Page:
picks up television waves of many different frequencies and converts them into electrical signals
what does the tuner of a television receiver do?
selects one particular frequency from the many received by the aerial
what does the audio decoder of a television receiver do?
selects extracts the audio signal from the transmitted television signal
what does the audio amplifier of a television receiver do?
increases the strength of the electrical audio signal
what does the loudspeaker of a television receiver do?
converts the electrical signal into sound
what does the vision decoder of a television receiver do?
extracts the vision signal from the transmitted television signal
what does the vision amplifier of a television receiver do?
increases the strength of the electrical vision signal
what does the picture tube of a television receiver do?
converts the electrical signal into light
why is there a power supply in a television receiver?
to supply extra energy to the amplifiers
what does the picture consist of? what does it do?
consists of an electron gun situated inside an evacuted glass tube, which is painted with a special phosphor coatingthe electron gun fires a beam of electrons at the phosphor paint on the screen where the kinetic energy of the electrons is turned into a spot of light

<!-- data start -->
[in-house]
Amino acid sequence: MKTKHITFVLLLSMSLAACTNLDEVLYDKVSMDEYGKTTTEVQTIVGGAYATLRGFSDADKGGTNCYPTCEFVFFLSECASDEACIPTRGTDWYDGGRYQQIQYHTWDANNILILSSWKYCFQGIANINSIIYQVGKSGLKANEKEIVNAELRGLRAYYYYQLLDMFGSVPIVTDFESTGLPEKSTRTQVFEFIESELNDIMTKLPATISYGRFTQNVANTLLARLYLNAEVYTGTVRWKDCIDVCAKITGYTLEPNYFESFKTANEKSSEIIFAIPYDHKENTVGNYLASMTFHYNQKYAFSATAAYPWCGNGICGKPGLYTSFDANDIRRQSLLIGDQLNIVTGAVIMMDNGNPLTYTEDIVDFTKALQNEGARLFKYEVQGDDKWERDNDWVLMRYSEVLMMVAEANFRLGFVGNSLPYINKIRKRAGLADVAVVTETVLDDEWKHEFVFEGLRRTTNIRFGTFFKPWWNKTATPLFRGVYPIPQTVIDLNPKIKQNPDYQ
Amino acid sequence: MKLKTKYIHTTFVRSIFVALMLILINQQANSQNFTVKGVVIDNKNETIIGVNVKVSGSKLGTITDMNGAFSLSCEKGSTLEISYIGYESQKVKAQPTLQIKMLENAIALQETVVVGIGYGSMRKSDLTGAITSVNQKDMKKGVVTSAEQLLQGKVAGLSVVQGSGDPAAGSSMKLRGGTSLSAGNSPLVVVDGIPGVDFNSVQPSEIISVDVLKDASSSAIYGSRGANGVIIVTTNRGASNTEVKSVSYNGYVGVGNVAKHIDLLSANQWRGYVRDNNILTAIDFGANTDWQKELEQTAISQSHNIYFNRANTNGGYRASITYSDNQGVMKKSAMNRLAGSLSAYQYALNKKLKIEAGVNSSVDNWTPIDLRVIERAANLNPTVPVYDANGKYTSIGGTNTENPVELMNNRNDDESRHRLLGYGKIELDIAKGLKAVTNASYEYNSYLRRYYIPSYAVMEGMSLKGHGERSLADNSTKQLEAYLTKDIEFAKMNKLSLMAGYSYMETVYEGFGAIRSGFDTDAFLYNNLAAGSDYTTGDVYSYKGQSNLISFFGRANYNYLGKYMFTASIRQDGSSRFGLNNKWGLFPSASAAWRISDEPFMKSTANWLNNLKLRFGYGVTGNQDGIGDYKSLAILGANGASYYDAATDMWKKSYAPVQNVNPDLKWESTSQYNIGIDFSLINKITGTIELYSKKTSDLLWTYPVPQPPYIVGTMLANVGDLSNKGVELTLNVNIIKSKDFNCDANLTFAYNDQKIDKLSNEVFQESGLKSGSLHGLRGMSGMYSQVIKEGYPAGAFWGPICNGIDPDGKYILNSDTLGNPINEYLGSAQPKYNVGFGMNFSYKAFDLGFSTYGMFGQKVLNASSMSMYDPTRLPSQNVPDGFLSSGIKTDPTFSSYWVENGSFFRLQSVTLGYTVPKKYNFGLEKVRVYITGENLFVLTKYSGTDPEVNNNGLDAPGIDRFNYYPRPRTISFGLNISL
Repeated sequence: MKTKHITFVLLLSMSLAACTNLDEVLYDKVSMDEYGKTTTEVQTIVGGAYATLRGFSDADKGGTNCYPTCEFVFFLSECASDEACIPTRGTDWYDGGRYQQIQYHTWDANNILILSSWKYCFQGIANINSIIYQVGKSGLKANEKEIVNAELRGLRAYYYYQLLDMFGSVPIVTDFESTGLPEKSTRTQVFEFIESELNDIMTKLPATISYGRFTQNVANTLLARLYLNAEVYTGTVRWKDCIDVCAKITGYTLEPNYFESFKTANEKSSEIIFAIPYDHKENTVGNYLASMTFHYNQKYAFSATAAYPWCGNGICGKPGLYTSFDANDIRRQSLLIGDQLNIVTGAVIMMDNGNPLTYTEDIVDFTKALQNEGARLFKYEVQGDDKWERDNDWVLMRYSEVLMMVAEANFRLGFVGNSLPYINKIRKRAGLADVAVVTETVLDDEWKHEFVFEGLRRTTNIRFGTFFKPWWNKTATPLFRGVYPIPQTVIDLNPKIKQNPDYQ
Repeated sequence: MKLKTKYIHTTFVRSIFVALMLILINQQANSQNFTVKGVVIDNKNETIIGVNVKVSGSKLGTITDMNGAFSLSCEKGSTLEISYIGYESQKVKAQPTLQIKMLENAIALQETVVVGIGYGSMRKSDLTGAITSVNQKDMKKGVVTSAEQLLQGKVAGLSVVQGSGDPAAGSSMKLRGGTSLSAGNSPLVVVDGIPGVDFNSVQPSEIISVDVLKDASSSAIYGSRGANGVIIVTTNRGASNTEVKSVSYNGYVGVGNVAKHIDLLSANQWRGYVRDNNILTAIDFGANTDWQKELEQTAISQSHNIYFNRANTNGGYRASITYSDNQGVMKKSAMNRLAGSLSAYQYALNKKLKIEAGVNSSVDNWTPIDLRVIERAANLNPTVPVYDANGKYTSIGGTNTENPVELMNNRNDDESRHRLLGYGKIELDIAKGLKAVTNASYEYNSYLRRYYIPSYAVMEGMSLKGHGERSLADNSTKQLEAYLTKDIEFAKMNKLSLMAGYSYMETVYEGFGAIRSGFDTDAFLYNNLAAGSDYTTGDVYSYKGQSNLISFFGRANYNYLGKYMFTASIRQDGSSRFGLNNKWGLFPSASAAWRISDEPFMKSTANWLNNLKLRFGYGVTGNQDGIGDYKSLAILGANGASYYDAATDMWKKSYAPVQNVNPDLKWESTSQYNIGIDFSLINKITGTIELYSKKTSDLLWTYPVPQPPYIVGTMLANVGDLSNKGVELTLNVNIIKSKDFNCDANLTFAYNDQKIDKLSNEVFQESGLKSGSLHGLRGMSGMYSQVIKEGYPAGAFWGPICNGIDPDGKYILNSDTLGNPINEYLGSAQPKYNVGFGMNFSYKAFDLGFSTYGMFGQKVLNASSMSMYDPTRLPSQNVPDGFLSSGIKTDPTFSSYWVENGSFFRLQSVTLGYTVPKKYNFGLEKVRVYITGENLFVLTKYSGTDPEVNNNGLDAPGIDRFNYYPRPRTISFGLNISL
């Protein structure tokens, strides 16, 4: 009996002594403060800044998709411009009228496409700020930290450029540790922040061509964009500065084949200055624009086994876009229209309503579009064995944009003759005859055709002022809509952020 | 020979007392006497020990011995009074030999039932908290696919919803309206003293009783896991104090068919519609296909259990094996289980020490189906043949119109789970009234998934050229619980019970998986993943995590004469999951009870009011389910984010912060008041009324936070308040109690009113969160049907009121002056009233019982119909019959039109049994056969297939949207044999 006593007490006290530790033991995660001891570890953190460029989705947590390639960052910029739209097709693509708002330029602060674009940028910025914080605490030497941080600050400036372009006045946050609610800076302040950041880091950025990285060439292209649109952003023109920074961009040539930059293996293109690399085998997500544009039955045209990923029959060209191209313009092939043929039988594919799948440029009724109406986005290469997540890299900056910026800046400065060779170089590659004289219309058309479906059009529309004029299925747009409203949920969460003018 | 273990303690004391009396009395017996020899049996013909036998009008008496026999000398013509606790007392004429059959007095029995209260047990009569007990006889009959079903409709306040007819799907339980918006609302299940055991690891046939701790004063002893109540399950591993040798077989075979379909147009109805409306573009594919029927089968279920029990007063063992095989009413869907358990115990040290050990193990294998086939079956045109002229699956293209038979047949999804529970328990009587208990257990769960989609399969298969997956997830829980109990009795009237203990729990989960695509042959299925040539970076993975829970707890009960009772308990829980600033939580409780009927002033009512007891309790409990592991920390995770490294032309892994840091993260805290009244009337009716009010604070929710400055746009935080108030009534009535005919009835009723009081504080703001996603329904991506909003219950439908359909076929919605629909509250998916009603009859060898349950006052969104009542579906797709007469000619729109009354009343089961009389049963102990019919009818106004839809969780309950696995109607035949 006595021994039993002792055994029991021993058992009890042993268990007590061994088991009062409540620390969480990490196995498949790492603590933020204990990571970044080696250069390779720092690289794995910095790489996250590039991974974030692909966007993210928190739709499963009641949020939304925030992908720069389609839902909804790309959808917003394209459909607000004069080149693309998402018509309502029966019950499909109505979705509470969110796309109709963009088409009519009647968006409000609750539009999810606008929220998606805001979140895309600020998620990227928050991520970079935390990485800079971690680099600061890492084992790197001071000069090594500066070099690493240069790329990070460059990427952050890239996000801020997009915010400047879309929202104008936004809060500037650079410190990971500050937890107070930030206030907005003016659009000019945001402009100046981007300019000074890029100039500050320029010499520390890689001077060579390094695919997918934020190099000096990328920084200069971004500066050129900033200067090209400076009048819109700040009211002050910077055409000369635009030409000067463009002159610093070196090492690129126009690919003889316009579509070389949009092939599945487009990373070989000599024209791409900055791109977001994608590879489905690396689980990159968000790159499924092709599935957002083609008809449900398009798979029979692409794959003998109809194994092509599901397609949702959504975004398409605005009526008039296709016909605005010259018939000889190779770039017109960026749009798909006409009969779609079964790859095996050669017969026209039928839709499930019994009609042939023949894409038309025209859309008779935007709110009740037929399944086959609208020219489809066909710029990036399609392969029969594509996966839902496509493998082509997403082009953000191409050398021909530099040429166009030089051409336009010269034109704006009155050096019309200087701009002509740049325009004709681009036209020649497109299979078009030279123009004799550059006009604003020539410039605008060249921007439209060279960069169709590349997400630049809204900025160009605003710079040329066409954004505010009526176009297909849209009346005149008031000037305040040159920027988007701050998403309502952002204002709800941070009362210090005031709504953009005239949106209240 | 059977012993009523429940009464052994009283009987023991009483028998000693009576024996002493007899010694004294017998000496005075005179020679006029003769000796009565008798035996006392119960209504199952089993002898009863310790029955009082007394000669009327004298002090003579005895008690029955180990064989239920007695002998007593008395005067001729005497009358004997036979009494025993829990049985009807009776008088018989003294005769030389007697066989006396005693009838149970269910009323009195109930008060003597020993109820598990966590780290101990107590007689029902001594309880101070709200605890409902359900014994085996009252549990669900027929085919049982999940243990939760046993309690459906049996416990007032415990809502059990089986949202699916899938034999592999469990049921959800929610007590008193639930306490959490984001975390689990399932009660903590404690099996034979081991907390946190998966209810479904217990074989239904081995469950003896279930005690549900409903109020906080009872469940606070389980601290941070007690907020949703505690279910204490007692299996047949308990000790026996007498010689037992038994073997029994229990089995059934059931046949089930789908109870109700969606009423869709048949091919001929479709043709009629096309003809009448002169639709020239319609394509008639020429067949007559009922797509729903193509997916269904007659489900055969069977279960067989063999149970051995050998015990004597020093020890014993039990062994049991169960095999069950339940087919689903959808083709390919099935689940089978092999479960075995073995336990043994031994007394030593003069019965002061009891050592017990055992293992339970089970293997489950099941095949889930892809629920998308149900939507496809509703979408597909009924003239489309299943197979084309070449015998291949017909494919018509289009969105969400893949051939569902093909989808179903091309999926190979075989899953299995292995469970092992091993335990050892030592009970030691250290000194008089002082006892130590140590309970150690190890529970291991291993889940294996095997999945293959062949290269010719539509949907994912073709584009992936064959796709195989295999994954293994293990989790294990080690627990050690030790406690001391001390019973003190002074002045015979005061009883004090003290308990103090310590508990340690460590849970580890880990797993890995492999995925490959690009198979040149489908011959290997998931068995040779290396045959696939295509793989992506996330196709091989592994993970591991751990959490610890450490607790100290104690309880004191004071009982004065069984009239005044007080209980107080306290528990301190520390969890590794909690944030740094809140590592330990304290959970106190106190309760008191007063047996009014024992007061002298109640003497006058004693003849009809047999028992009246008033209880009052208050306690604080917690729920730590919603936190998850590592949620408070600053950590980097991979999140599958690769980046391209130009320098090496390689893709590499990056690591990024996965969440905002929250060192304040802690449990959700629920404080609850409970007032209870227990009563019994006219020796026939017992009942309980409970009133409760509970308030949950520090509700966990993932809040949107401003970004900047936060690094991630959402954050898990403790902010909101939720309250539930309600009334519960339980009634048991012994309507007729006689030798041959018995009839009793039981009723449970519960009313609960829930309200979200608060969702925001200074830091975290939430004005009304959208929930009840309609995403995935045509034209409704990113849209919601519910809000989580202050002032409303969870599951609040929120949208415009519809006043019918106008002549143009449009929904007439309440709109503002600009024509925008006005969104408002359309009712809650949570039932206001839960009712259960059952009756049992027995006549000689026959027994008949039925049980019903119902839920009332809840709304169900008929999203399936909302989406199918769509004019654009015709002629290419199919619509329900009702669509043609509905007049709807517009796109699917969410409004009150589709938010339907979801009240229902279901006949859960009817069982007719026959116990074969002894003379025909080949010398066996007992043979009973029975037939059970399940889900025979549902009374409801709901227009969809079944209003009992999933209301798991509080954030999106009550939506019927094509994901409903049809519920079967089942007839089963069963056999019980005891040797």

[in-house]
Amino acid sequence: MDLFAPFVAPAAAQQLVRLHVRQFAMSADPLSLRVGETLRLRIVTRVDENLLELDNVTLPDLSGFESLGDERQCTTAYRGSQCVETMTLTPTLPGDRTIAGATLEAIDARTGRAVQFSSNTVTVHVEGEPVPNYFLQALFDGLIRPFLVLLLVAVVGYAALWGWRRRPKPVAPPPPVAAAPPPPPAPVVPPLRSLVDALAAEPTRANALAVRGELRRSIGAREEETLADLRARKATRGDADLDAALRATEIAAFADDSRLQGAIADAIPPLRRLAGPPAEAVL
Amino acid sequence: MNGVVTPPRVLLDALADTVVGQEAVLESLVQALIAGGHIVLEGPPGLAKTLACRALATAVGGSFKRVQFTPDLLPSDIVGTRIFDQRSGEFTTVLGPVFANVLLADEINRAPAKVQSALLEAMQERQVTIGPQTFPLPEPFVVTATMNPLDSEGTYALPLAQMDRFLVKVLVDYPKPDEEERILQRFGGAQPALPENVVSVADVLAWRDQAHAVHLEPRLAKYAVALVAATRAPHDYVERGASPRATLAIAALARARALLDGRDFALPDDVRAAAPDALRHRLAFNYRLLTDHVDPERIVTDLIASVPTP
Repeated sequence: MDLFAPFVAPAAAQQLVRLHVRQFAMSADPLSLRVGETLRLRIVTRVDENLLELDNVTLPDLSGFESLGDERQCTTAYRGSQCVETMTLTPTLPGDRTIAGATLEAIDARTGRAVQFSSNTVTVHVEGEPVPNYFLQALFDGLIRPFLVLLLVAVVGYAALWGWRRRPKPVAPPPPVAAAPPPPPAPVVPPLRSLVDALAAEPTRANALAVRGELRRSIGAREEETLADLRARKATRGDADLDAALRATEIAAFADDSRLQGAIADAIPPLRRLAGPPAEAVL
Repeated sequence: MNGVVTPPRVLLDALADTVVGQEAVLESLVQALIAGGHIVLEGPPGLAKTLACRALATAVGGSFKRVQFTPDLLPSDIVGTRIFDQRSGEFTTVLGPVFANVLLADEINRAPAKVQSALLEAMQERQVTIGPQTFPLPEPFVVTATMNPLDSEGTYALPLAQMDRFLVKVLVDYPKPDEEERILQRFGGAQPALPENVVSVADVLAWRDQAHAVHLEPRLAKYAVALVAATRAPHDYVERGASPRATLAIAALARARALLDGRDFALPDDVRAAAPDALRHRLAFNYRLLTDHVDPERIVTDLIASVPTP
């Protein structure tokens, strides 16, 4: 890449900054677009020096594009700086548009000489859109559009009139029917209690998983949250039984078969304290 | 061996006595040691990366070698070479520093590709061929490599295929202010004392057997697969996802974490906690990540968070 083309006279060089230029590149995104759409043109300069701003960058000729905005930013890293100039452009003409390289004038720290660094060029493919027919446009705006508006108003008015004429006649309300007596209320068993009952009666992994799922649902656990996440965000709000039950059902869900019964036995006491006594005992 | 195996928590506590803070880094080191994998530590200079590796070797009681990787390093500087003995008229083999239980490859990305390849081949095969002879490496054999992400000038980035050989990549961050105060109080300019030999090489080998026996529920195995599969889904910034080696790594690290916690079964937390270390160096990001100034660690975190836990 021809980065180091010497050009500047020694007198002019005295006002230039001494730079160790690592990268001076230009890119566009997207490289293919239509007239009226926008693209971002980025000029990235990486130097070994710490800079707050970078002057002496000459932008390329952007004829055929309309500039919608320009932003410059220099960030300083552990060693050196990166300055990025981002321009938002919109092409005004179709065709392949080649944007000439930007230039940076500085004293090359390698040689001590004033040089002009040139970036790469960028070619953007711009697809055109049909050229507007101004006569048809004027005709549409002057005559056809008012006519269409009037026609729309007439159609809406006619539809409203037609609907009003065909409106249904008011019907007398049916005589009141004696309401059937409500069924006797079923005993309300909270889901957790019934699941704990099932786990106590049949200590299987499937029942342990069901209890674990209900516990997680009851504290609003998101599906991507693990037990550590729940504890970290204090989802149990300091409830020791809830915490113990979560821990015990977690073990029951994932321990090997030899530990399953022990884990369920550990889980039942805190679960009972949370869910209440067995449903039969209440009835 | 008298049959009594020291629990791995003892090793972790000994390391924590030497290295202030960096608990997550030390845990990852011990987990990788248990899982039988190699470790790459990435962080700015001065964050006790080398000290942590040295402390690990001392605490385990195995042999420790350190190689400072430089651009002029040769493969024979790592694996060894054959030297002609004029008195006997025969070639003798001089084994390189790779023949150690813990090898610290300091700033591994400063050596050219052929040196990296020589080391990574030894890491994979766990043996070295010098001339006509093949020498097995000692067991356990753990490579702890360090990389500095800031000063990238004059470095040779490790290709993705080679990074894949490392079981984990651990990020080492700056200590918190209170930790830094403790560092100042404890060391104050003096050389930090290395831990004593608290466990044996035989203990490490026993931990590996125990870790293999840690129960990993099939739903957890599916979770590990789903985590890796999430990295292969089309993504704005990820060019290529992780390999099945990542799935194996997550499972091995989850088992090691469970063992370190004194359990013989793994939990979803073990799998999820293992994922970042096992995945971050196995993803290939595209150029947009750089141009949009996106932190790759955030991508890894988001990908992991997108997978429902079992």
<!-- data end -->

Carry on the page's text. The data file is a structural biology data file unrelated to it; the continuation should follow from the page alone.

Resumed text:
how is a picture built up on the TV screen?
by moving the electron beam across the screen in a series of lines
as the beam moves across the screen the brightness of the spot is altered by changing the number of electrons hitting each part of the screen
a new picture is produced 25 times each seconds and because our eyes retain the image on the retina of the eye, each picture merges into the next
since each picture is only slightly different from the previous one the picture appears to move
what is the difference in the way television signals are transmitted compared with radio signals?
the carrier wave is modulated to carry two synchronised signals, each signal is then extracted by a seperate decoder
describe a colour television.
A colour television has three different coloured phosphor dots at each point on the screen.
One electron gun fires at each colour and by altering the number of electrons fired at each dot they are lit up with varying brightness.
This allows all the colours to be produced by colour mixing.